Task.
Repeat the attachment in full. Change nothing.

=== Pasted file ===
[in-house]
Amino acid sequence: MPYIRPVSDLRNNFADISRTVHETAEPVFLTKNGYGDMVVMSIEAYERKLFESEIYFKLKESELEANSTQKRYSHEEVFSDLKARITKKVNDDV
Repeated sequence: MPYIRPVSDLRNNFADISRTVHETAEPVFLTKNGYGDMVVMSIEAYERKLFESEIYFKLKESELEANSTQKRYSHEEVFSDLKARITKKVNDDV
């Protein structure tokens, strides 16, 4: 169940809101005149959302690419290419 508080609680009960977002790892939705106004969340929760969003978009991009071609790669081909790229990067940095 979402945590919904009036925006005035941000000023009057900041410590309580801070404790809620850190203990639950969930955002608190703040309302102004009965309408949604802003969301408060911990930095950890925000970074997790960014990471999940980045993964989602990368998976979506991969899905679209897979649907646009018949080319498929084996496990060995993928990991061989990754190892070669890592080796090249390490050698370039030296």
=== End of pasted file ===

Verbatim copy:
[in-house]
Amino acid sequence: MPYIRPVSDLRNNFADISRTVHETAEPVFLTKNGYGDMVVMSIEAYERKLFESEIYFKLKESELEANSTQKRYSHEEVFSDLKARITKKVNDDV
Repeated sequence: MPYIRPVSDLRNNFADISRTVHETAEPVFLTKNGYGDMVVMSIEAYERKLFESEIYFKLKESELEANSTQKRYSHEEVFSDLKARITKKVNDDV
């Protein structure tokens, strides 16, 4: 169940809101005149959302690419290419 508080609680009960977002790892939705106004969340929760969003978009991009071609790669081909790229990067940095 979402945590919904009036925006005035941000000023009057900041410590309580801070404790809620850190203990639950969930955002608190703040309302102004009965309408949604802003969301408060911990930095950890925000970074997790960014990471999940980045993964989602990368998976979506991969899905679209897979649907646009018949080319498929084996496990060995993928990991061989990754190892070669890592080796090249390490050698370039030296």